David Gaughran is one of the few self-publishing experts I follow: I read his blog, I’m on his mailing list, and I’ve got at least a couple of his books on my Kindle. When I do decide to take the plunge into advertising my books,* I’m sure I’ll be using his advice.

* — Any day, now, really. Probably. Maybe.

Last week, he sent out an email updating self-pub authors on some changes with BookBub ads, notably that in their ad creation space, they’re now listing the number of “Readers” an author has, as opposed to the number of “Followers.” Readers are (probably) the people who clicked on an author’s book somewhere along the way, while Followers actually clicked on the link to follow an author and therefore get updates on their posts, reviews, ads and new books. Followers, obviously, are the people who are actually interested while Readers are the people who maybe took a chance on a free book and haven’t read it, didn’t like it, or at the very least, weren’t interested enough to try to remember the author’s name.

Unicorns are the authors who have lots of readers and many fewer followers. They may or may not be a good target for ad creation. I am very, very much a unicorn. An extreme unicorn, in fact. TBH, I find that depressing, but I mention it for the sake of any of my fellow self-publishing readers: if you’re advertising on BookBub, my name might (or might not, who knows?), be a good target for ads. If you give it a try, let me know your results, because I would be curious!

Moving on: I love Tosha Yoga, the yoga studio here in Arcata, so much that I’m already sad about leaving and I’m not planning on leaving for another month. But two days a week of yoga and I can feel myself getting stronger and more centered. And Suzanne, the teacher whose class we’ve sort of settled on (initially mostly out of convenience), is fantastic. We are not the only ones to have figured that out — we’re arriving earlier and earlier to get a spot, because the class gets crowded. Things I love about her classes: she takes the time to teach; she has some challenging sequences, but both encourages you to push and gives you permission to respect your body if pushing is not where you’re at; she has a sense of humor and makes the class fun; and she’s doing that spiritual thing where she offers words of wisdom and you’re like, “Um, was that directed at me?”

On our last class, as we were going in, I was telling S how much I hate writers. In fact I was saying I was going to write a blog post about how much I hate writers. I gave up being an editor in large part because I was so tired of dealing with writers: they’re needy and impractical and obsessive and narcissistic and generally just PITAs. I figured as a therapist, I could work on helping people get over those qualities. Instead I became a writer and now I’m needy and impractical and a PITA. (I was always obsessive; I’m pretty sure I’m still not a narcissist. Could be wrong on that, though, because I don’t think narcissists usually know what they are.) Practically the first thing S, the yoga teacher, said was something about how our culture teaches us to view things as extremes, good or bad, and that in our practice, we were going to try to find the space between acceptance and aversion, and try to simply be where we were instead of rejecting or accepting it. I’m pretty sure she was talking about those moments in yoga where you’re in pain or not in pain, but in that moment it sure felt like she was talking about my writer vs editor grumpiness.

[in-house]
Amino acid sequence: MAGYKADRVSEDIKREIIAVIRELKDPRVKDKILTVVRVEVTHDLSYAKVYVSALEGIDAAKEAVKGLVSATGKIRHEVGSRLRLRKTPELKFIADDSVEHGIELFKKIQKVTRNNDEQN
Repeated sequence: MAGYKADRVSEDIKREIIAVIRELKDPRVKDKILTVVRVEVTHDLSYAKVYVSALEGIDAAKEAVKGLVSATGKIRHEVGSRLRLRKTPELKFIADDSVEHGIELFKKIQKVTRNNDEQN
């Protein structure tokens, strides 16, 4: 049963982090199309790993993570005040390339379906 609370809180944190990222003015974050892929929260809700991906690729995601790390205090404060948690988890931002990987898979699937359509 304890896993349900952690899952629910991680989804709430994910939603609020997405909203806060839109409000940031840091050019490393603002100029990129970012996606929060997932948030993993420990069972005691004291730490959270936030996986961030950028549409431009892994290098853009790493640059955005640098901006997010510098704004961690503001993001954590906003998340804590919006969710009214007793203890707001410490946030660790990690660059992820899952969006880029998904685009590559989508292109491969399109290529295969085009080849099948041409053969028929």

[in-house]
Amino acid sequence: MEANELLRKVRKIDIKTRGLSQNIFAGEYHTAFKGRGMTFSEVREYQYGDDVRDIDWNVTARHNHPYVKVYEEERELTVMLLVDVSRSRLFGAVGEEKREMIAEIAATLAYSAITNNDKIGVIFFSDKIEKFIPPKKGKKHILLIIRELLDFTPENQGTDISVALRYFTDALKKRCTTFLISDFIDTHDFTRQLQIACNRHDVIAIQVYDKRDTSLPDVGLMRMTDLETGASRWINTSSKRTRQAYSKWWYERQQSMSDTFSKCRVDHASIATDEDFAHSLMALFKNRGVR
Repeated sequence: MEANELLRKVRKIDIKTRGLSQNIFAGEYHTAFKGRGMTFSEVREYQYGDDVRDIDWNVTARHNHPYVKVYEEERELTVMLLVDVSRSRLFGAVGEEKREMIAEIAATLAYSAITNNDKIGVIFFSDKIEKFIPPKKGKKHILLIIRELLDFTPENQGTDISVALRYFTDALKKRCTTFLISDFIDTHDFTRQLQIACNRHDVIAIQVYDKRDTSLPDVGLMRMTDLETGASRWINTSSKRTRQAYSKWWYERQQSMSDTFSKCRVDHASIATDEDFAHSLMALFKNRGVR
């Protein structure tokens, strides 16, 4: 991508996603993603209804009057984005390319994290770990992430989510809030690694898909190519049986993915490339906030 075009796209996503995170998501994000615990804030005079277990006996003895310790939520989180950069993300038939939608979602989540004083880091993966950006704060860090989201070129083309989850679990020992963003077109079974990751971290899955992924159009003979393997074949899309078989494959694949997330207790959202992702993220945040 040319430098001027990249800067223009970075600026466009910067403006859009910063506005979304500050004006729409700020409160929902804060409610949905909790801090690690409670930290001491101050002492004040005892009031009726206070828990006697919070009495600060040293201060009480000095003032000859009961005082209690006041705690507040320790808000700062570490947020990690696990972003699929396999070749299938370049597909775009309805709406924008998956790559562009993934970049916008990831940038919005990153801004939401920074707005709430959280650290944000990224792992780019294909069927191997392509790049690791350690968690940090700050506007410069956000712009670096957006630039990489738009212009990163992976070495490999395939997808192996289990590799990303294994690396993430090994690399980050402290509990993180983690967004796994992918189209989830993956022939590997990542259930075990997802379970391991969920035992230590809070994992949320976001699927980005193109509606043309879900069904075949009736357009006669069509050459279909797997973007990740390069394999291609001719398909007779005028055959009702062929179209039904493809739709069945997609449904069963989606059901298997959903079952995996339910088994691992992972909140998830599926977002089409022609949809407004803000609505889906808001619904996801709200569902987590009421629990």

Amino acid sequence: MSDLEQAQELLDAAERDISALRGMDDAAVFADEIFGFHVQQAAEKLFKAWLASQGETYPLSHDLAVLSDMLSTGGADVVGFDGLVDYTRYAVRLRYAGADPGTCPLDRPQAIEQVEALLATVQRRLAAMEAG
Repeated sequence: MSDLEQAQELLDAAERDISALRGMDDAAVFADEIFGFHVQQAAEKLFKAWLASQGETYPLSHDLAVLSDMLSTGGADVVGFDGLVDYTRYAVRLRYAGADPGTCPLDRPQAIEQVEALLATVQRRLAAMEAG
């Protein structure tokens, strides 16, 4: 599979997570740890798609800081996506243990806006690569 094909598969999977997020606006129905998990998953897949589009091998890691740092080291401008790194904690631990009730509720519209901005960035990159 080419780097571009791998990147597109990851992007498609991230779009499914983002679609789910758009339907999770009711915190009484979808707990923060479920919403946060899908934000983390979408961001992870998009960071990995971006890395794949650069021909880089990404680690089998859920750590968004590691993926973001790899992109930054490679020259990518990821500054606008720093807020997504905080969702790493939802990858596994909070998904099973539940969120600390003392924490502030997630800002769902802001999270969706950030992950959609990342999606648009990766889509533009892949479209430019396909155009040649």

Speaking of which, the writing continues. Not as fast as I’d like it to, and definitely not as coherently. I feel like I’m playing with the pieces of a big colorful jigsaw puzzle — very colorful, very big! But some of the pieces are starting to line up properly. And the characters are starting to take on lives of their own, which can be inconvenient, but can also be fun. A snippet:

“Maybe one of us should go, sir?” Trevvi said. “I—”  He cleared his throat. “I think I speak for all of us when I say that I’d rather not be the one to tell Lady Cyntha that we left you and Lady Gaelith here.”

Fen pressed her lips together to suppress her laugh. She agreed with Trevvi — she didn’t want to face Lady Cyntha either — but the sheepish expression on the big man’s face made him look like a kid who hadn’t done his homework. 

“Sadly, it must be done,” Kaio replied briskly. And then his face relaxed and he gave Trevvi a warm smile. Fen’s stomach fluttered. Damn it, even when she was most annoyed at Kaio, he pushed her buttons. 

Not edited, of course, and no guarantee it will show up in the final version, but while I’m trying to avoid developing a cast of thousands, Trevvi is starting to sneak his way into a speaking role. Without being ultra-spoiler-y, I think I found the ending of the story this weekend and Trevvi was there for it. I was pleased to find the ending, but also like, “Um, you? What are you doing here?” Not a bad thing to be happening, though!

Also in the works, my developing travel plans. I’ve got two more weeks in Arcata, then S and I are going on a road trip to Idaho. One more week in Arcata after that and then north to Washington. I had thoughts of spending some time in Oregon, but I think I’m probably going to make it fairly fast so that I can have more time with friends in Seattle. And then after Memorial Day, I’ll be heading east again. After discovering that I’m already too late to make reservations for the state park I wanted to stay at in Oregon, I am reluctantly realizing that I ought to make some definite arrangements. Flexibility is lovely, but I don’t want to spend the month of June camping in parking lots because I wasn’t organized enough to do better.

First, though, more words with Fen. Happy Monday!

Foggy weather, but spring-time green in the hills.